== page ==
Hazelden Betty Ford Foundation
3 min readDec 27, 2023

By Kevin Doyle, EdD

NOTE: This was published for the Hazelden Betty Ford Foundation’s monthly Recovery Advocacy Update. If you’d like to receive our advocacy emails, subscribe today.

Photo by sydney Rae on Unsplash

In the arena of substance use disorders treatment, recovery and counselor education, “struggling” is a common, seemingly innocuous word, but it’s one of my least favorite. Why? Because it’s a subjective word often used paternalistically to describe people with substance use disorders even after they’ve begun or progressed significantly on a path to recovery, and often without knowledge of their particular situation. Used so broadly and generically, it can send the signal that recovery is always a tenuous dance on the brink of relapse, even when that is not the case for many, and contribute to pessimistic views about recovering people’s ability to work in certain jobs and successfully navigate the world.

How many times have we heard “so and so was struggling with addiction” or phrases like that?

The problem, as a I see it, is threefold.

First, of course: how does anyone other than the individual person, and perhaps their treating professionals or partner, know if anyone is indeed struggling? With addiction, just as with any other chronic condition or disorder, there will naturally be times of stability and even strength and other times that are more difficult or challenging. Too often, outsiders — i.e. well-meaning friends or family members, the media, or nosy neighbors — jump to conclusions without any real facts to support the unfortunate label. The recent death of Matthew Perry, for example, led to a long line of people with little-to-no knowledge of the particulars using the word to describe his personal recovery journey.

Second is the issue of paternalism. There is the false belief that any person in recovery is always on the brink of relapse or return to active use, when this far from the truth. This plays out in a number of ways, perhaps well-meaning, but nonetheless damaging and misleading. People in recovery are sometimes prohibited from working in certain occupations, from handling sensitive or high-pressure jobs, or from being around alcohol for fear that they will succumb to the environment and take or use that first drink or drug. Nowhere is this high-wire act portrayed more pervasively than in television shows or movies where scene invariably focuses on the individual and the bottle, the camera cutting back and forth to heighten the dramatic moment when the individual either walks away or takes what seems to be the inevitable drink. Scenes from the recent Netflix series Daisy Jones and the Six (2023) and the Denzel Washington movie Flight (2012) come to mind — but there are many, many others. Yes, it is sometimes a daily struggle (I am reminded of a former patient who spoke of how difficult entering a store that prominently displays beer can be), but in reality, many recovering people navigate the alcohol-filled (and drug-filled) world successfully and routinely nearly all of the time.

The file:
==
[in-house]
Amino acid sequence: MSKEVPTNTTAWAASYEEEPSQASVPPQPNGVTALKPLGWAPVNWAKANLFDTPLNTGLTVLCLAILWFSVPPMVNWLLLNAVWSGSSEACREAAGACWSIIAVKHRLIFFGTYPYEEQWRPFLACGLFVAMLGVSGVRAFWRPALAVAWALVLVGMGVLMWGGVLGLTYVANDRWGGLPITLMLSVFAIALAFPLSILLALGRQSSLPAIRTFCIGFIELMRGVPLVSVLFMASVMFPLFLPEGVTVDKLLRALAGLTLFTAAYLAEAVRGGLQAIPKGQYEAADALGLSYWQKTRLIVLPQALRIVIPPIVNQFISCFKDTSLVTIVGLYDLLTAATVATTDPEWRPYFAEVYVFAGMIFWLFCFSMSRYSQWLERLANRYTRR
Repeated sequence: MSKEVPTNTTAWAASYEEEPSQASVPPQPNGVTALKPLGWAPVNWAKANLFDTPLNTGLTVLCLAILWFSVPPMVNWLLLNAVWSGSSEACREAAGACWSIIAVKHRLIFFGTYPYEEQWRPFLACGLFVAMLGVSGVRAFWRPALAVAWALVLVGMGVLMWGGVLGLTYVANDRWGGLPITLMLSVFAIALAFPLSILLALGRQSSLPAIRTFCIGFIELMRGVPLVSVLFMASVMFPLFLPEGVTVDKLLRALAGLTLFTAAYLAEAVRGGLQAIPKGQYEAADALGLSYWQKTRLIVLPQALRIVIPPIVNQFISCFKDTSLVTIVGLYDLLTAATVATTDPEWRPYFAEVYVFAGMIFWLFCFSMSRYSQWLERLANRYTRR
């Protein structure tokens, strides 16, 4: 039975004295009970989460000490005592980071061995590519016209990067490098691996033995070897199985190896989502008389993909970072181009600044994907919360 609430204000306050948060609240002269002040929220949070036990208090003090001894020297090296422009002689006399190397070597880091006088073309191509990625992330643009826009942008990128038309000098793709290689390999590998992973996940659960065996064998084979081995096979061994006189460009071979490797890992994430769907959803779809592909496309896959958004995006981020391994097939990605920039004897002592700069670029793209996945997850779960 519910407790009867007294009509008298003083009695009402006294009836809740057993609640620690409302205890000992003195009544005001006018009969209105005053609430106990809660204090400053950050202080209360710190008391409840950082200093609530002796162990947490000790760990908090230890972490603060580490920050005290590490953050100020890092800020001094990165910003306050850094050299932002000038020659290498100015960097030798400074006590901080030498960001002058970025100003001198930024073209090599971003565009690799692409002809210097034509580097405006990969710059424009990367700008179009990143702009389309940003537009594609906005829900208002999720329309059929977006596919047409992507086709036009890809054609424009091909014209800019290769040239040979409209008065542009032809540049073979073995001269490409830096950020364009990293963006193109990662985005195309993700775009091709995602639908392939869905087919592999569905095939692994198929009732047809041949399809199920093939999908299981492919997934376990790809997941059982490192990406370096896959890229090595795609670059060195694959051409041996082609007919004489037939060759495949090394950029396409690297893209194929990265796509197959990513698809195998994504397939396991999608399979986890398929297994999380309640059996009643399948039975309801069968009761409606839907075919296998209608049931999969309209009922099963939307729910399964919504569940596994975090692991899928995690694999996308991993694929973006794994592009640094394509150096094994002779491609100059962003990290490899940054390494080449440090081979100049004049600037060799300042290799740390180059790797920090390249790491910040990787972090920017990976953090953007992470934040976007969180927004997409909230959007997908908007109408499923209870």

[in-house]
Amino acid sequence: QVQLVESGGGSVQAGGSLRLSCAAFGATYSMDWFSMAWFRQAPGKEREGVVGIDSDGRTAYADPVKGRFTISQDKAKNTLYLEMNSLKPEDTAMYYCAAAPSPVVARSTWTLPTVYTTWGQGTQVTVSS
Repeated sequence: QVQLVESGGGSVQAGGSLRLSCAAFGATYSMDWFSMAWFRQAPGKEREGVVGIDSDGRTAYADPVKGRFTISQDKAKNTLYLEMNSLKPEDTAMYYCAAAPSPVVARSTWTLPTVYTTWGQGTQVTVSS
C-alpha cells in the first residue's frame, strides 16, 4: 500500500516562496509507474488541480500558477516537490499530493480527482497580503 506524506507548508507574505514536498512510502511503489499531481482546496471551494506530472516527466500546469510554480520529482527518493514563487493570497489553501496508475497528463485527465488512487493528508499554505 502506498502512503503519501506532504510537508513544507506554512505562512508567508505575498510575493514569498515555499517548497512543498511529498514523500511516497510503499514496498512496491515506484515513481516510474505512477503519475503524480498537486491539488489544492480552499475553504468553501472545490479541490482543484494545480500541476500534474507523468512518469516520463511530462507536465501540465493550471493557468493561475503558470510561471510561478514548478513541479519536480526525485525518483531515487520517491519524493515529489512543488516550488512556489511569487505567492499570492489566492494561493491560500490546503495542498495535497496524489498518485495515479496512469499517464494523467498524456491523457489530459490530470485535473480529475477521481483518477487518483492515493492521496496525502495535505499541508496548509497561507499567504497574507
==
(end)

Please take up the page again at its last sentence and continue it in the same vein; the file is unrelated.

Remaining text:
Finally, there is the general lack of discussion or mention of when people are not “struggling.” Rarely do we hear, outside of the “rooms of recovery” perhaps, of the many millions of people who have successfully overcome their substance use disorders and are now in what has been called by the illustrious William White and others “long-term recovery.” Without this accurate portrayal, it seems to me, everyone is seen as struggling, even when that is clearly not the case. Yes, it is highly important to maintain one’s vigilance as part of recovery from a substance use disorder, of course, but to overlook the fact that for many recovery is characterized by stability, growth, and routine, is a major mistake.

So, next time you think of using that word, “struggling,” to describe someone in recovery, think twice about whether it is accurate and appropriate, or whether another word might be better.

Kevin Doyle Ed.D., is the president and CEO of the Hazelden Betty Ford Graduate School of Addiction Studies in Center City, Minn.

Dr. Kevin Doyle



Hazelden Betty Ford Foundation

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